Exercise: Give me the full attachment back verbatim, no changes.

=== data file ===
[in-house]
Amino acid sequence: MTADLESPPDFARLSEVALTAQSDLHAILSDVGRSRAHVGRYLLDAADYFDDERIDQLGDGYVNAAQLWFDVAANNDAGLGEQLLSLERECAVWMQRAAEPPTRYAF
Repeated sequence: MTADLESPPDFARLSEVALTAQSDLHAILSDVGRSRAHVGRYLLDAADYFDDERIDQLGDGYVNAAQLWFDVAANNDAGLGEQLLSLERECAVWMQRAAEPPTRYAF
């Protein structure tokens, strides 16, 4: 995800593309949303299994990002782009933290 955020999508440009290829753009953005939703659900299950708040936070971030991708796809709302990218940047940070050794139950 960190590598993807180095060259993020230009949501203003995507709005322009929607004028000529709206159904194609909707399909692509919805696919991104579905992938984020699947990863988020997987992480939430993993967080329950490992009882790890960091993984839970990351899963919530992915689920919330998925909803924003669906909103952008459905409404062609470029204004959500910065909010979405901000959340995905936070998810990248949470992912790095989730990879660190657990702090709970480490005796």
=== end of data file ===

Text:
[in-house]
Amino acid sequence: MTADLESPPDFARLSEVALTAQSDLHAILSDVGRSRAHVGRYLLDAADYFDDERIDQLGDGYVNAAQLWFDVAANNDAGLGEQLLSLERECAVWMQRAAEPPTRYAF
Repeated sequence: MTADLESPPDFARLSEVALTAQSDLHAILSDVGRSRAHVGRYLLDAADYFDDERIDQLGDGYVNAAQLWFDVAANNDAGLGEQLLSLERECAVWMQRAAEPPTRYAF
């Protein structure tokens, strides 16, 4: 995800593309949303299994990002782009933290 955020999508440009290829753009953005939703659900299950708040936070971030991708796809709302990218940047940070050794139950 960190590598993807180095060259993020230009949501203003995507709005322009929607004028000529709206159904194609909707399909692509919805696919991104579905992938984020699947990863988020997987992480939430993993967080329950490992009882790890960091993984839970990351899963919530992915689920919330998925909803924003669906909103952008459905409404062609470029204004959500910065909010979405901000959340995905936070998810990248949470992912790095989730990879660190657990702090709970480490005796």